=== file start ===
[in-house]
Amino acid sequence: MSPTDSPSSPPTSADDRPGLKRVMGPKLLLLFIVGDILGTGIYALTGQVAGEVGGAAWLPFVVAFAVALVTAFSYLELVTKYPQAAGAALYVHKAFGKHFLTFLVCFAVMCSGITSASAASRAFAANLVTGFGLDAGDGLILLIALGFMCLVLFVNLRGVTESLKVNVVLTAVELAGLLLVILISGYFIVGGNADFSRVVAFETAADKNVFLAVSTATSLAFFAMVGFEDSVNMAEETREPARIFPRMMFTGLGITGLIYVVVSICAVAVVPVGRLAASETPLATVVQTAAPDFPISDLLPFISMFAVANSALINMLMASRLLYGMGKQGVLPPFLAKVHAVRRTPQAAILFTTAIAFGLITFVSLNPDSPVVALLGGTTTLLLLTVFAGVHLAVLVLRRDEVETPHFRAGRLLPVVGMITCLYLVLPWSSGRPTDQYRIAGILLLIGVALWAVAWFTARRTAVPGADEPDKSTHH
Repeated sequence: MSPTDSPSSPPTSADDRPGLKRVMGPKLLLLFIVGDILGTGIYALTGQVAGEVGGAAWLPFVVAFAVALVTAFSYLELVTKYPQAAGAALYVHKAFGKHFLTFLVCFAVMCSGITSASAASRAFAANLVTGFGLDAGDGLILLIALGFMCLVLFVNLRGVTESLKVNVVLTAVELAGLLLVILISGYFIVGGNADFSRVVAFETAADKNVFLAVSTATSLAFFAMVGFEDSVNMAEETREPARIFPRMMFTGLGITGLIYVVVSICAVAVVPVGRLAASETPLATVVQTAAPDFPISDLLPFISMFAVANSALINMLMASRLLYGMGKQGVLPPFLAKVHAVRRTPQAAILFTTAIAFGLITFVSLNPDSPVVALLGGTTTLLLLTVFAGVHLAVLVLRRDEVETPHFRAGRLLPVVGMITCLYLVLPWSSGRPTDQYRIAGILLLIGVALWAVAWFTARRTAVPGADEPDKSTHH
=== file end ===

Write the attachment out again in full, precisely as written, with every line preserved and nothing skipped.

[in-house]
Amino acid sequence: MSPTDSPSSPPTSADDRPGLKRVMGPKLLLLFIVGDILGTGIYALTGQVAGEVGGAAWLPFVVAFAVALVTAFSYLELVTKYPQAAGAALYVHKAFGKHFLTFLVCFAVMCSGITSASAASRAFAANLVTGFGLDAGDGLILLIALGFMCLVLFVNLRGVTESLKVNVVLTAVELAGLLLVILISGYFIVGGNADFSRVVAFETAADKNVFLAVSTATSLAFFAMVGFEDSVNMAEETREPARIFPRMMFTGLGITGLIYVVVSICAVAVVPVGRLAASETPLATVVQTAAPDFPISDLLPFISMFAVANSALINMLMASRLLYGMGKQGVLPPFLAKVHAVRRTPQAAILFTTAIAFGLITFVSLNPDSPVVALLGGTTTLLLLTVFAGVHLAVLVLRRDEVETPHFRAGRLLPVVGMITCLYLVLPWSSGRPTDQYRIAGILLLIGVALWAVAWFTARRTAVPGADEPDKSTHH
Repeated sequence: MSPTDSPSSPPTSADDRPGLKRVMGPKLLLLFIVGDILGTGIYALTGQVAGEVGGAAWLPFVVAFAVALVTAFSYLELVTKYPQAAGAALYVHKAFGKHFLTFLVCFAVMCSGITSASAASRAFAANLVTGFGLDAGDGLILLIALGFMCLVLFVNLRGVTESLKVNVVLTAVELAGLLLVILISGYFIVGGNADFSRVVAFETAADKNVFLAVSTATSLAFFAMVGFEDSVNMAEETREPARIFPRMMFTGLGITGLIYVVVSICAVAVVPVGRLAASETPLATVVQTAAPDFPISDLLPFISMFAVANSALINMLMASRLLYGMGKQGVLPPFLAKVHAVRRTPQAAILFTTAIAFGLITFVSLNPDSPVVALLGGTTTLLLLTVFAGVHLAVLVLRRDEVETPHFRAGRLLPVVGMITCLYLVLPWSSGRPTDQYRIAGILLLIGVALWAVAWFTARRTAVPGADEPDKSTHH